• Addiction– Homelessness is especially rampant for those entering addiction treatment and rehab. This group is over 10 times more likely to be homeless.

Getting Treatment and Understanding Insurance Coverage

The Department of Veterans Affairs (VA) is cabinet tiered agency at the federal level. They are tasked with the distribution of benefits and healthcare provisions to eligible military personnel and their families. Besides over 1700 physical medical and outpatient clinics, they provide financial healthcare benefits through their insurance program known as Tricare.

It is imperative that veterans and their families are fully aware of the benefits available to them through their military insurance eligibility. Taking advantage of these programs life post military gives the people that sacrificed so much for the safety of our nation, a viable road back toward normalcy and meaningful lives. In a forthcoming post, we will outline how best to navigate Tricare and the valuable benefits they offer.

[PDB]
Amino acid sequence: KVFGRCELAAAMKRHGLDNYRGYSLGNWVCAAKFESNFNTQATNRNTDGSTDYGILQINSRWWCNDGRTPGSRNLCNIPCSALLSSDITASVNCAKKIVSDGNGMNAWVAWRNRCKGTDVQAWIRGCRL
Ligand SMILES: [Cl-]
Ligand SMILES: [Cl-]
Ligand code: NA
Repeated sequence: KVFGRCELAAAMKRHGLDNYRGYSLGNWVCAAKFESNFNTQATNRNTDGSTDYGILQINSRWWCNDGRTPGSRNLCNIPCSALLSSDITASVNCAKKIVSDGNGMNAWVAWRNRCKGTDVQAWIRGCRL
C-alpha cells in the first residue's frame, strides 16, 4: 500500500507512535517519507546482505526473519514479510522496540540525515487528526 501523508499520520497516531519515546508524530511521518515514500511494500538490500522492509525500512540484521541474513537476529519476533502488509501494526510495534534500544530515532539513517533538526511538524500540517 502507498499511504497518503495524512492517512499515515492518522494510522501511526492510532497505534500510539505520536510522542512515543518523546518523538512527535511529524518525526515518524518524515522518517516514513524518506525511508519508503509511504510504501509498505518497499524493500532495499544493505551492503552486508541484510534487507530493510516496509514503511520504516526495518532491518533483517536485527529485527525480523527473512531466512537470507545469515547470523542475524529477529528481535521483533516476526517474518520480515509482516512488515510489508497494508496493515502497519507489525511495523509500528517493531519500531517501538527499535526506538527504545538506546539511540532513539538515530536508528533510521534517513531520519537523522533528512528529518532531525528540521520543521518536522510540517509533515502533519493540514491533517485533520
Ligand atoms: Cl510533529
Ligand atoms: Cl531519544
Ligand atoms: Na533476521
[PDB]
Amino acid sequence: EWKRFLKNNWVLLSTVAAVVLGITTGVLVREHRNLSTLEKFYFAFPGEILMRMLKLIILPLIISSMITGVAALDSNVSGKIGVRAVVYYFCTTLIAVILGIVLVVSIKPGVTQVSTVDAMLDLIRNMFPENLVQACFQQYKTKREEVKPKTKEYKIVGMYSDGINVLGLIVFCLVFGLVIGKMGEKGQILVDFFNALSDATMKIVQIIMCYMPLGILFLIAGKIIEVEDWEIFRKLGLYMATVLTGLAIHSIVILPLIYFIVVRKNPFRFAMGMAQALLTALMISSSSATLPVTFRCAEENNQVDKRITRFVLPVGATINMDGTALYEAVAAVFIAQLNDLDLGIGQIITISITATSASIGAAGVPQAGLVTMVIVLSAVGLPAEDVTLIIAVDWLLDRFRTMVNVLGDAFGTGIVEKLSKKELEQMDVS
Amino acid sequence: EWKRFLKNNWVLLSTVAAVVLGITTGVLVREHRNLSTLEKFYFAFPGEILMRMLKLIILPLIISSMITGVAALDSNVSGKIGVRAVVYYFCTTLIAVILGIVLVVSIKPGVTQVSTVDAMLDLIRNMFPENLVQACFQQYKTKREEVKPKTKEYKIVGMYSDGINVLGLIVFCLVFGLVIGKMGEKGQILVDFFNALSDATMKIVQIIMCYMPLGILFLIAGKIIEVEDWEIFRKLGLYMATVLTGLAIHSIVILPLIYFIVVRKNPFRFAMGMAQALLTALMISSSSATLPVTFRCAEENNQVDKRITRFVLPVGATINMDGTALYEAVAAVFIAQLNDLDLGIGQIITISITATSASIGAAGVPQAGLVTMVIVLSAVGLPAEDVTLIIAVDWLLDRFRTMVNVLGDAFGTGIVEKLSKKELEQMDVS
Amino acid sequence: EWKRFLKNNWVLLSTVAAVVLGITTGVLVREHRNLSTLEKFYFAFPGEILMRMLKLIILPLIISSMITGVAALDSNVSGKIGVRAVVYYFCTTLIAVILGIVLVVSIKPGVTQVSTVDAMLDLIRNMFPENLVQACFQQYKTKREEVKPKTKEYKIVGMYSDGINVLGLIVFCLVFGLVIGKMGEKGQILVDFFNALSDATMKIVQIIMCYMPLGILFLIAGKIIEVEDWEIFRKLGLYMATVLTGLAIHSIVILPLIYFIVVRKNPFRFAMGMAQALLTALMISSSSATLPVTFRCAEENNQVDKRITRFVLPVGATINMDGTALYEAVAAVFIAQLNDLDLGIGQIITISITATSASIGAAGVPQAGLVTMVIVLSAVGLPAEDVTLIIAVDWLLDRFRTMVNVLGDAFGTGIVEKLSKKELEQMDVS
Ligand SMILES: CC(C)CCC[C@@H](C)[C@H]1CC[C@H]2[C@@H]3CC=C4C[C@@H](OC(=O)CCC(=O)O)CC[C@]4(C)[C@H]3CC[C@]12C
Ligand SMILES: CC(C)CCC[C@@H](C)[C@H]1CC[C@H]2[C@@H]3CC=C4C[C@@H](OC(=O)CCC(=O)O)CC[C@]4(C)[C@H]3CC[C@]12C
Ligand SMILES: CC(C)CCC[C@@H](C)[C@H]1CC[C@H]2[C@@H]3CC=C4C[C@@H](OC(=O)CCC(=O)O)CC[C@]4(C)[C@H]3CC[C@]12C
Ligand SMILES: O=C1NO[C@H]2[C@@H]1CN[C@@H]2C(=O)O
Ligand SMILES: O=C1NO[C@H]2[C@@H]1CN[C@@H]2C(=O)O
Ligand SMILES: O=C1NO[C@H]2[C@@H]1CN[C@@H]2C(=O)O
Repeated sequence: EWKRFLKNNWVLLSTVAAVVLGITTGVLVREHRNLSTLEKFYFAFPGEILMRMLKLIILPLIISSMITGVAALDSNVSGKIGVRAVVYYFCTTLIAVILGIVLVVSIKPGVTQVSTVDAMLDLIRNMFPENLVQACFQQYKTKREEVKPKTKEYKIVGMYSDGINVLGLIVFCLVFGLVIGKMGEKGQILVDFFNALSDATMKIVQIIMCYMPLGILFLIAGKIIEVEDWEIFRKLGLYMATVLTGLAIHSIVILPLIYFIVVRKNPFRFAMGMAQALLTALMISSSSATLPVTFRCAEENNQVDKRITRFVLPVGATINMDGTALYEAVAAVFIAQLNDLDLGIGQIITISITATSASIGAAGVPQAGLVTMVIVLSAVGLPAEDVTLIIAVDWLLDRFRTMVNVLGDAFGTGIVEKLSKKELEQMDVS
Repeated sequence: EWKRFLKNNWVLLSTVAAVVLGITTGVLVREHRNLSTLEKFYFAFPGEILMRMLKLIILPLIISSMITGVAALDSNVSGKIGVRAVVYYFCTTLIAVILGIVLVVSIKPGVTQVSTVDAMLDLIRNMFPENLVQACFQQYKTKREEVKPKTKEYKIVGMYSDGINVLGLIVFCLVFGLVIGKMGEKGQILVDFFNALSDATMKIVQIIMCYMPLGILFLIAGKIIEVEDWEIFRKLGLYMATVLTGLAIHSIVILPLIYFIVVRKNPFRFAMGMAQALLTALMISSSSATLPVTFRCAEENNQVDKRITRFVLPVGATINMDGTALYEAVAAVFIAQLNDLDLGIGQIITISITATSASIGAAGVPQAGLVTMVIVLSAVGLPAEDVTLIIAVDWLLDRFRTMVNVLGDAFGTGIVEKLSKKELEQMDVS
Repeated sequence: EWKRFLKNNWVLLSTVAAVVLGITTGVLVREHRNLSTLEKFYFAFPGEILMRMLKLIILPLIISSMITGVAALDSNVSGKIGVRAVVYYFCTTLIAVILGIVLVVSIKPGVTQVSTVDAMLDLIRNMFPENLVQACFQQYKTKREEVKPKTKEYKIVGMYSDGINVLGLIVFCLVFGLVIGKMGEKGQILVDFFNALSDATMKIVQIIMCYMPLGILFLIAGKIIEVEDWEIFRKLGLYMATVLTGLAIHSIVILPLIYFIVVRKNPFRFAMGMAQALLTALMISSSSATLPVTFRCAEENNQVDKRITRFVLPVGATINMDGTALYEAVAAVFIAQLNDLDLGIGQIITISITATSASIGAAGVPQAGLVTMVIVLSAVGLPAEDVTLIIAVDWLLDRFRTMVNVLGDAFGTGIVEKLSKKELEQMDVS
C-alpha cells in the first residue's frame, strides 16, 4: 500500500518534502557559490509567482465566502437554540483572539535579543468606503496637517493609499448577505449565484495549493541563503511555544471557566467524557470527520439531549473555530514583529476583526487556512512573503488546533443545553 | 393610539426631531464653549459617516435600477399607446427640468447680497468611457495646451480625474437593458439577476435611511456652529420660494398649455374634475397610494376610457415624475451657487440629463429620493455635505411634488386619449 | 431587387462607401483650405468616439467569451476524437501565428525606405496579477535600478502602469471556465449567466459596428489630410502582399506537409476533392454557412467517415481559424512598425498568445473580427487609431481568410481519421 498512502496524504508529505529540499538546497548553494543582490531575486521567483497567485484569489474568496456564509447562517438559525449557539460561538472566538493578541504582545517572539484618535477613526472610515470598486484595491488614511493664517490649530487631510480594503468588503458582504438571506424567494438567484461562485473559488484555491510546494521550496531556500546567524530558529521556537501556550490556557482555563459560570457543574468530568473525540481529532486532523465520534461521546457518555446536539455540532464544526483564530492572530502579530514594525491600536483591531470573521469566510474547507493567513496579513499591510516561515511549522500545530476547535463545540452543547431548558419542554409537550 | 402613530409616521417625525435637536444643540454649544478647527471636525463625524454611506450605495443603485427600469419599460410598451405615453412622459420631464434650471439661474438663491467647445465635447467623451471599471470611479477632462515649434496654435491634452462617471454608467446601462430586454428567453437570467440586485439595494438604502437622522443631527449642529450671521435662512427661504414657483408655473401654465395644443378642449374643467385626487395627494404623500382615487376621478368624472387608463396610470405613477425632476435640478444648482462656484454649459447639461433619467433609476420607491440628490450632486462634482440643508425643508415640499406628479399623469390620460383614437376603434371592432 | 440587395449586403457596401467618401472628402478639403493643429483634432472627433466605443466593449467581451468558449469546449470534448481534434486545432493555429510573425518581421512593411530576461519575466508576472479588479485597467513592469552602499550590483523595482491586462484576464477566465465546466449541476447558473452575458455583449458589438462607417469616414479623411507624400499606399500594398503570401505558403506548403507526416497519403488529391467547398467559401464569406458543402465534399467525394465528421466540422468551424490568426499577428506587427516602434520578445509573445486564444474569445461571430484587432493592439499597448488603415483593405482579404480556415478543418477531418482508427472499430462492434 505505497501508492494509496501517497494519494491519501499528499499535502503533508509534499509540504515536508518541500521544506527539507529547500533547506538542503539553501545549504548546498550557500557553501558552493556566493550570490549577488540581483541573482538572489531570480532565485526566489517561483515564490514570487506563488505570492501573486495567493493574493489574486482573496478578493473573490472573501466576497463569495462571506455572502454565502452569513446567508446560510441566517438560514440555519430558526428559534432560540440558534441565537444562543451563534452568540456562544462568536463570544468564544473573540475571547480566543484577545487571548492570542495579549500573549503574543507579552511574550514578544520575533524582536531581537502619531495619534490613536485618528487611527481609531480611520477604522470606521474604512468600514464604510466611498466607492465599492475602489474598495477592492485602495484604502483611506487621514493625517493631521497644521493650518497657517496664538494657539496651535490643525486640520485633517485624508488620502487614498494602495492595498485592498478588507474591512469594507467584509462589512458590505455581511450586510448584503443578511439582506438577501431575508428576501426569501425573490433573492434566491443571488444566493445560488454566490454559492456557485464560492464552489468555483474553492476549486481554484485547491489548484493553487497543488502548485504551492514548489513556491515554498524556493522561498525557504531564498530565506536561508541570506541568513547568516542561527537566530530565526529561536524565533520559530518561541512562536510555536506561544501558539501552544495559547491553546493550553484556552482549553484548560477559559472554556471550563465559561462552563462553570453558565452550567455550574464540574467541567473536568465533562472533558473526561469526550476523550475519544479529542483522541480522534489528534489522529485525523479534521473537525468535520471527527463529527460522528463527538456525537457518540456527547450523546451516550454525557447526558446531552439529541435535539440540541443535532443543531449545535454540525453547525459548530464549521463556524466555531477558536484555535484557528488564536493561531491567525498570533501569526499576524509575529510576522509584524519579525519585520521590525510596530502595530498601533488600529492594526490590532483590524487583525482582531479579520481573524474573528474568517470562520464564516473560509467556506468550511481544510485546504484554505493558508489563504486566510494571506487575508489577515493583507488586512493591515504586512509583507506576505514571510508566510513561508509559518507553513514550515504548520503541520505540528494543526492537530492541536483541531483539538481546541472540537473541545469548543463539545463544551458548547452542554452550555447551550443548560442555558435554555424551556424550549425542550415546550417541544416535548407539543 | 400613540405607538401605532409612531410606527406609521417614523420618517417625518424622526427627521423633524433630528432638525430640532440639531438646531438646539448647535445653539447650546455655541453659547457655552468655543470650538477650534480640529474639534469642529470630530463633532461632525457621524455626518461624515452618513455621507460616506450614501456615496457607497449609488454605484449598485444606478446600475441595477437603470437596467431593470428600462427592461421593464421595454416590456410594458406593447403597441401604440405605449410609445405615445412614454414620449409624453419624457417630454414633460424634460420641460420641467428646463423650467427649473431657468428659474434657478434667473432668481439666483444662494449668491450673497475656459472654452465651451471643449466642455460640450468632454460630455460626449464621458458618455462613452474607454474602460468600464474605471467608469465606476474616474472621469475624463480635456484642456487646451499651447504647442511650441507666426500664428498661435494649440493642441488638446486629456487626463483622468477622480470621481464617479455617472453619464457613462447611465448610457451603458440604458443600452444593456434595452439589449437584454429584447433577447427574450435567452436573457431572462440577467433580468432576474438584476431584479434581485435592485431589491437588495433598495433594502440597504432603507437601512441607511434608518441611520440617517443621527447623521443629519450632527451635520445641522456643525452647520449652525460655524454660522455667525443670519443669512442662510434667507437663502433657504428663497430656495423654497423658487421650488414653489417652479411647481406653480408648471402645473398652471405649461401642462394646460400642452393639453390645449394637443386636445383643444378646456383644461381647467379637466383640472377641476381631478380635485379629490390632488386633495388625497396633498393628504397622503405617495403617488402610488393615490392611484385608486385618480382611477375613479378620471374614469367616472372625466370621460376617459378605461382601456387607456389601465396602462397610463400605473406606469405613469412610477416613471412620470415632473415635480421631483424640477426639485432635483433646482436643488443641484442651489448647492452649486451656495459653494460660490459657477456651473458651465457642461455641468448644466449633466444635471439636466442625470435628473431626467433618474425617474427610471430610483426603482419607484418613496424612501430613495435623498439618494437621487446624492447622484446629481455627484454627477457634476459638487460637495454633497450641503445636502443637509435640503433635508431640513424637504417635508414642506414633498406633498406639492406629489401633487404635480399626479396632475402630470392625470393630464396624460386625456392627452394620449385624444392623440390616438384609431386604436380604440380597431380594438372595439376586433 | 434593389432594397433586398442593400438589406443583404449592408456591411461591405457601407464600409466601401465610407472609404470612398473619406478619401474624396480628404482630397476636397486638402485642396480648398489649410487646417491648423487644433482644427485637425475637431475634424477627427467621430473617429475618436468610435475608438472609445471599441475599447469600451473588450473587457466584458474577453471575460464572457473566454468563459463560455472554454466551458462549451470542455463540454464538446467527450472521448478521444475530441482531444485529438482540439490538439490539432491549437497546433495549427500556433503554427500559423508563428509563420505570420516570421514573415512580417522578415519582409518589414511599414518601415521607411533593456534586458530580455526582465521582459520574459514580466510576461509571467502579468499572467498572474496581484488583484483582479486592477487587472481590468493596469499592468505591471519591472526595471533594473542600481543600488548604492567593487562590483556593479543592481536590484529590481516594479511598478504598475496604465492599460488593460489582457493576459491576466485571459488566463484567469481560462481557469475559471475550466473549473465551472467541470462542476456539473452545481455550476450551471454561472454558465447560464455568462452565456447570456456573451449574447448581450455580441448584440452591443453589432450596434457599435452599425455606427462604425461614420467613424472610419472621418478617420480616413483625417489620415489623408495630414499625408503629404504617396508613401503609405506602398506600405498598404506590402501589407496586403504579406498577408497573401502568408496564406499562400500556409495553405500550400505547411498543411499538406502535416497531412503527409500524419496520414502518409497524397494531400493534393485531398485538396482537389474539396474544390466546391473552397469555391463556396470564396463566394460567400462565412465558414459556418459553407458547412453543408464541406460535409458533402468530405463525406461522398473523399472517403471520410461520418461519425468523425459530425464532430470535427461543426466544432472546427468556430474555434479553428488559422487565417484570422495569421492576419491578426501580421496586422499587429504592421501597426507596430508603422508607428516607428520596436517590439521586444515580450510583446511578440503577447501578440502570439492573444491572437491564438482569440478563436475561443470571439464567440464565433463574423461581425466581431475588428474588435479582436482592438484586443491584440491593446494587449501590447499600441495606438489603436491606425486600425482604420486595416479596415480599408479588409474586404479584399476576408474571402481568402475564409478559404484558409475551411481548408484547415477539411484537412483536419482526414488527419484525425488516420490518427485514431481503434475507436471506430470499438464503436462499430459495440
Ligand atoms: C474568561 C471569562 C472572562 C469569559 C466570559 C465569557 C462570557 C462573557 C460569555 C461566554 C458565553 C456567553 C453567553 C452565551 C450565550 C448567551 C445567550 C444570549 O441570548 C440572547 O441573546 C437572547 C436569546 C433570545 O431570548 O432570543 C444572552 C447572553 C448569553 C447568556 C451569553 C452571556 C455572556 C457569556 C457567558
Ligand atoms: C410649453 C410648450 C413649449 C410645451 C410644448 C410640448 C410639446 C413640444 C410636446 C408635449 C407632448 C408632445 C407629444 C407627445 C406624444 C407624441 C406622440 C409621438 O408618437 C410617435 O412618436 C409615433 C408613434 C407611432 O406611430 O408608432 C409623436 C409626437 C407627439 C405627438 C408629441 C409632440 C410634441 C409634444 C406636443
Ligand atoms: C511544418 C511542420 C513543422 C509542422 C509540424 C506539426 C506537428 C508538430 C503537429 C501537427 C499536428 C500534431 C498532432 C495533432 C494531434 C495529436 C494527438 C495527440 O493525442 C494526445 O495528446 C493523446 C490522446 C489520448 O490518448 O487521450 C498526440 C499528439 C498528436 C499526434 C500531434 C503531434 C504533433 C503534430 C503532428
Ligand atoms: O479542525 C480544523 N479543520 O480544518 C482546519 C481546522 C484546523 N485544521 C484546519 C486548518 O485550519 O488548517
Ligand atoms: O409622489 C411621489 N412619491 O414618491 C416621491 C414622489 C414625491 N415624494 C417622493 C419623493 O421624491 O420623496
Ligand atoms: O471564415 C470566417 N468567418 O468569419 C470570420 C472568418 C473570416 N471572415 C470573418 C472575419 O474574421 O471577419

There is a common misconception that a veteran will only receive addiction treatment through a VA facility. This is incorrect. Avenues Recovery of Maryland, for example, is recognized by Tricare as an excellent option for drug and alcohol rehab and will cover treatment at the facility. Avenues staff is available 24/7 to help you with the info and insight you are looking for to reset you or your loved one’s life. Call us today. We are standing by!

Since joining the Avenues Recovery content team, Shlomo has become a thought leader in the addiction field. His popular addiction podcast "Rubber Bands" is a must listen for anyone involved in Substance abuse treatment. He is a Seinfeld junkie, a recovering Twitter fanatic, and a sports expert. He enjoys milk shakes and beautiful views from rooftops.